Mall prayer and DNA lead French police to soldier attack suspect



PARIS // Traces of DNA on an orange juice bottle and a surveillance video of a man praying in a mall led to the arrest yesterday of a man accused of stabbing a French soldier while he was patrolling a crowded area outside of Paris.

The attack came days after a British soldier was killed on a London street in broad daylight, raising fears of potential copycat attacks.

France has been on a heightened security alert since January, when its military battled Islamist extremists in the African nation of Mali.

The stabbing suspect was caught on camera praying in a corner of a shopping mall on Saturday, 10 minutes before the soldier was attacked in the La Defense financial and shopping district, said Francois Molins, a French prosecutor.

The 22-year-old man, identified only by his first name, Alexandre, had bought the juice and the pocketknife used in the attack an hour beforehand, he added.

"The intent to kill is obvious," said Mr Molins. "The suspect doesn't hesitate to stab several times with impressive determination." The man was arrested outside Paris at the house of a friend who has not been implicated.

"The suspect implicitly confessed when he told police, 'I know why you're here'," said Mr Molins.

"The nature of the attack, the fact that it happened three days after the London attack, and a prayer that was said shortly before the attack make us believe that he acted in the name of his religious ideology and that his wish was to attack someone representing the state. "

The suspect, who was unemployed and homeless, was identified through DNA he left on the plastic juice bottle, said Christophe Crepin, a spokesman for the police union, UNSA.

Mr Molins said the man came under scrutiny after a street prayer in 2007, and authorities had his DNA profile on record after a series of petty crimes committed when he was a minor. He converted to radical Islam at around age 18, Mr Molins added. Under French antiterrorism laws, he can be held for 96 hours without charge.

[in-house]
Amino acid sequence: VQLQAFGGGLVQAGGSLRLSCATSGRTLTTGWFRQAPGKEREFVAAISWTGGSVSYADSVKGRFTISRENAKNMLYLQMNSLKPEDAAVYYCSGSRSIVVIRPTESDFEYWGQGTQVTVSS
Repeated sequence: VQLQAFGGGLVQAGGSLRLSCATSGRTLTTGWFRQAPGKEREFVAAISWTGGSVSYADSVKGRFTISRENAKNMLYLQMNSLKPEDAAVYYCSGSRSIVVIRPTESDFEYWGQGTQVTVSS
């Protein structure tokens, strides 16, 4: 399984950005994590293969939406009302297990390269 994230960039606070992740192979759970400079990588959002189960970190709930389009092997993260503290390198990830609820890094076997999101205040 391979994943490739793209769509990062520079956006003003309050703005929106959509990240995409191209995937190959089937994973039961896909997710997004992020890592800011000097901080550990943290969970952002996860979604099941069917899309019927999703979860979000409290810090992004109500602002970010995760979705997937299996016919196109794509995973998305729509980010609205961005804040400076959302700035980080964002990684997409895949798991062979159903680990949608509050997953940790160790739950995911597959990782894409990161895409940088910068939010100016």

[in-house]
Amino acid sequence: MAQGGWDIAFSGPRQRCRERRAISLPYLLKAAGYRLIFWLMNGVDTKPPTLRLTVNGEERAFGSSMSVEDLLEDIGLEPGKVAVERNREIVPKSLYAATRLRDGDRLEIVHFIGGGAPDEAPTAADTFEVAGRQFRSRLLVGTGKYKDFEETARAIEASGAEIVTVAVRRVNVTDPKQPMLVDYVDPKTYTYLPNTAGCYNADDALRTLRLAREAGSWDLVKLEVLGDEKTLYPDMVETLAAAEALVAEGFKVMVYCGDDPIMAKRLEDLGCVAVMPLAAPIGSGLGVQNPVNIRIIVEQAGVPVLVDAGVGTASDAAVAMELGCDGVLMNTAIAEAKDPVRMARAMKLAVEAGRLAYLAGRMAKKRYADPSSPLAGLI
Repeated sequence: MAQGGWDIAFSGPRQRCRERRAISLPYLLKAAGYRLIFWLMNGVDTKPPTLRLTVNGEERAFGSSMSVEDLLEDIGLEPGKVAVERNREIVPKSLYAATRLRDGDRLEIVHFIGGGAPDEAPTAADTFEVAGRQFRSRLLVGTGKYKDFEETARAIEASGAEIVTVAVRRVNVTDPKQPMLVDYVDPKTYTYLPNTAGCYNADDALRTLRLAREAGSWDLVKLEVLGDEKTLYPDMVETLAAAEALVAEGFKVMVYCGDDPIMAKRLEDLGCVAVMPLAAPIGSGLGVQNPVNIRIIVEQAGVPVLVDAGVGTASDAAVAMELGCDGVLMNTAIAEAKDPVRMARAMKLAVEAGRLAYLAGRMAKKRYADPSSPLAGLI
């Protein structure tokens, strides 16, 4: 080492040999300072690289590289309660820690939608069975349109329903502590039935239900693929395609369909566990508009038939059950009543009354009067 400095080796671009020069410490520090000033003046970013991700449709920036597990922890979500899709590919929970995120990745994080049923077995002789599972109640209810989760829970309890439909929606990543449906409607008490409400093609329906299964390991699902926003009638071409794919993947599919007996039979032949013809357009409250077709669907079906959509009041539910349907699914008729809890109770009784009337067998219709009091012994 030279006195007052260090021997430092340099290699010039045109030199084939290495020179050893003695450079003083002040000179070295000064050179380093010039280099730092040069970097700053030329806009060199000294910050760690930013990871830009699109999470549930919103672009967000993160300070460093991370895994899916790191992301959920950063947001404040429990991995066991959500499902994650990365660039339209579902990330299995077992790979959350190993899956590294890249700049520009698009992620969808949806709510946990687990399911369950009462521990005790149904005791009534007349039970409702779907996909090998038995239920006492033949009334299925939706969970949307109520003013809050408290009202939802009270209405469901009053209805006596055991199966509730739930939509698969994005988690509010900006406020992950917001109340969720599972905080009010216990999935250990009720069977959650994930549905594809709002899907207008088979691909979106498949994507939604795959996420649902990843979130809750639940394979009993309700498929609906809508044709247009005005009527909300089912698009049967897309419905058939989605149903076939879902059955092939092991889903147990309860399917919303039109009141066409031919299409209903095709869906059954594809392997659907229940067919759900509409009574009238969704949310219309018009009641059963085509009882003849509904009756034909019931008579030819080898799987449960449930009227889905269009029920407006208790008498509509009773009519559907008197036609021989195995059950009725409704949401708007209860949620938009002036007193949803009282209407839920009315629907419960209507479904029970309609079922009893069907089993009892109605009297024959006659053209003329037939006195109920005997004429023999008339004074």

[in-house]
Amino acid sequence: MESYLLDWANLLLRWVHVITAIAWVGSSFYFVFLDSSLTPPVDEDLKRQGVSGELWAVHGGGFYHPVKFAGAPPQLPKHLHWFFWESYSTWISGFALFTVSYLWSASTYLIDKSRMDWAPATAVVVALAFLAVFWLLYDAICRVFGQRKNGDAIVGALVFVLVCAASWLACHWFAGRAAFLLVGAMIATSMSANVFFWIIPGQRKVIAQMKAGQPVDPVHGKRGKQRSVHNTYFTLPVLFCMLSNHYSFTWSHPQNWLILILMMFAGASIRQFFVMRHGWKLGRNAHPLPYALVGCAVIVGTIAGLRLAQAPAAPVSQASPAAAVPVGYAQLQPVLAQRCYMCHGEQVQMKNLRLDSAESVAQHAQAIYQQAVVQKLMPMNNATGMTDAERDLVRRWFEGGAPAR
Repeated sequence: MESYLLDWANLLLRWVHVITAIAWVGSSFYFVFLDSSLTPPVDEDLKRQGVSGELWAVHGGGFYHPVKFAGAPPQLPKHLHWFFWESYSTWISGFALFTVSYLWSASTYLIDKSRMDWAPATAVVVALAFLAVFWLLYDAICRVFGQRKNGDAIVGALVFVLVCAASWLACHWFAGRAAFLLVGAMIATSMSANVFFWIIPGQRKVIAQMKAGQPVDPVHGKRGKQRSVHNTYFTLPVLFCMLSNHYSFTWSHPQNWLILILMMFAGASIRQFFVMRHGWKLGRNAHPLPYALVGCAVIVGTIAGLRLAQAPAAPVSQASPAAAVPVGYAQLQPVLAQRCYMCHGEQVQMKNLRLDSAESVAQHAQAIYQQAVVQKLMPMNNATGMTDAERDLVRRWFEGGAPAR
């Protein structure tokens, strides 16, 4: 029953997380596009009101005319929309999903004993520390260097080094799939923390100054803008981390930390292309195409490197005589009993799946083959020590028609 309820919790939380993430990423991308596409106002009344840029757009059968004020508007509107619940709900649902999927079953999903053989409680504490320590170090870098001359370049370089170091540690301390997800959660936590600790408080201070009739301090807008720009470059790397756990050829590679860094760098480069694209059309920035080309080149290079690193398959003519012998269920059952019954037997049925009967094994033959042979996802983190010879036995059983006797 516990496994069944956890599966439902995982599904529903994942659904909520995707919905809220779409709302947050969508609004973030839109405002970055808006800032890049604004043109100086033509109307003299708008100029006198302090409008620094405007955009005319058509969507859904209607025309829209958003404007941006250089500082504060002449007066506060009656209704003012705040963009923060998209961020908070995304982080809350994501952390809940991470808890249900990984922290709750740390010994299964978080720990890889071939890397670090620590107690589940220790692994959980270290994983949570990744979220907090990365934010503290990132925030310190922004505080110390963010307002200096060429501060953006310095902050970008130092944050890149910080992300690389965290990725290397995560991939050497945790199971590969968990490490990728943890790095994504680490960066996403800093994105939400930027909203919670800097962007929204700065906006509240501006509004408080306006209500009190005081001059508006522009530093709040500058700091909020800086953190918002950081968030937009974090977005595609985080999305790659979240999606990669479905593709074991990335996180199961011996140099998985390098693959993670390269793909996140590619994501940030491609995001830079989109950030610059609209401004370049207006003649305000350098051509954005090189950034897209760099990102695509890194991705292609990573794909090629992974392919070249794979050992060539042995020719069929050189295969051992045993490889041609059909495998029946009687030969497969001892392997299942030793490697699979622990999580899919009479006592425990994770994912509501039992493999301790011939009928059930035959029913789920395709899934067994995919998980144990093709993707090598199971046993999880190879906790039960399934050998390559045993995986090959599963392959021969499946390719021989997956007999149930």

The French soldier is recovering from his injuries and has been released from the hospital.

French security forces have been on heightened alert since the military intervened in Mali this year to regain territory seized by extremists. Yet even before this, French soldiers were considered possible targets at home by local radicals.

Last year, three paratroopers were killed by a man described as a French-born Islamist extremist.

Mohamed Merah went on to attack a Jewish school in southern France, killing a rabbi and three children in March last year, shortly before he was killed during a gun battle with police.

Company Profile

Name: HyveGeo
Started: 2023
Founders: Abdulaziz bin Redha, Dr Samsurin Welch, Eva Morales and Dr Harjit Singh
Based: Cambridge and Dubai
Number of employees: 8
Industry: Sustainability & Environment
Funding: $200,000 plus undisclosed grant
Investors: Venture capital and government

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Tickets for the 2019 Asian Cup are available online, via www.asiancup2019.com

Mercer, the investment consulting arm of US services company Marsh & McLennan, expects its wealth division to at least double its assets under management (AUM) in the Middle East as wealth in the region continues to grow despite economic headwinds, a company official said.

Mercer Wealth, which globally has $160 billion in AUM, plans to boost its AUM in the region to $2-$3bn in the next 2-3 years from the present $1bn, said Yasir AbuShaban, a Dubai-based principal with Mercer Wealth.

Within the next two to three years, we are looking at reaching $2 to $3 billion as a conservative estimate and we do see an opportunity to do so,” said Mr AbuShaban.

Mercer does not directly make investments, but allocates clients’ money they have discretion to, to professional asset managers. They also provide advice to clients.

“We have buying power. We can negotiate on their (client’s) behalf with asset managers to provide them lower fees than they otherwise would have to get on their own,” he added.